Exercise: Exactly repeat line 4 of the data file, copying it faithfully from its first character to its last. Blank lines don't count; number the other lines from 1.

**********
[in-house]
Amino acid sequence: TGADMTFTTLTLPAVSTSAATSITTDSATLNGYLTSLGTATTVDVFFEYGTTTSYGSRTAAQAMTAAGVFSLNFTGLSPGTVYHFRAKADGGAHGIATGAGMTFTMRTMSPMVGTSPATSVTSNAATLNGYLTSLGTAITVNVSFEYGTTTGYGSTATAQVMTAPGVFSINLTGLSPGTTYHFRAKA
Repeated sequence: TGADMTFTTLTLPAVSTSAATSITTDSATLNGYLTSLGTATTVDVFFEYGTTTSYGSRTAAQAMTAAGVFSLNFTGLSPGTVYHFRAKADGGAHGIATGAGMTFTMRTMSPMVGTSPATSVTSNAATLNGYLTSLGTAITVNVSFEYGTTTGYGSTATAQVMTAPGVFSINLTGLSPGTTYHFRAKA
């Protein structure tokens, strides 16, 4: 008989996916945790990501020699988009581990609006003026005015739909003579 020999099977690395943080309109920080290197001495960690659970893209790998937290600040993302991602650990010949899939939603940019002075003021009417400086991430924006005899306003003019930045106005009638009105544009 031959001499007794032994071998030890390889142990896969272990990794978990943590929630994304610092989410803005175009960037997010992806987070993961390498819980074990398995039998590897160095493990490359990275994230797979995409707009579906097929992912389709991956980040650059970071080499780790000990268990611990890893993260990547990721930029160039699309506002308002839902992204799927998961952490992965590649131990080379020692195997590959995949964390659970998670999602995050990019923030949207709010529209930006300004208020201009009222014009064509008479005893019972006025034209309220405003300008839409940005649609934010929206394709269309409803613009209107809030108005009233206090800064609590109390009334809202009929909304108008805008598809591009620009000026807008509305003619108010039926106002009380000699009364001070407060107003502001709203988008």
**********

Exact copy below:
């Protein structure tokens, strides 16, 4: 008989996916945790990501020699988009581990609006003026005015739909003579 020999099977690395943080309109920080290197001495960690659970893209790998937290600040993302991602650990010949899939939603940019002075003021009417400086991430924006005899306003003019930045106005009638009105544009 031959001499007794032994071998030890390889142990896969272990990794978990943590929630994304610092989410803005175009960037997010992806987070993961390498819980074990398995039998590897160095493990490359990275994230797979995409707009579906097929992912389709991956980040650059970071080499780790000990268990611990890893993260990547990721930029160039699309506002308002839902992204799927998961952490992965590649131990080379020692195997590959995949964390659970998670999602995050990019923030949207709010529209930006300004208020201009009222014009064509008479005893019972006025034209309220405003300008839409940005649609934010929206394709269309409803613009209107809030108005009233206090800064609590109390009334809202009929909304108008805008598809591009620009000026807008509305003619108010039926106002009380000699009364001070407060107003502001709203988008």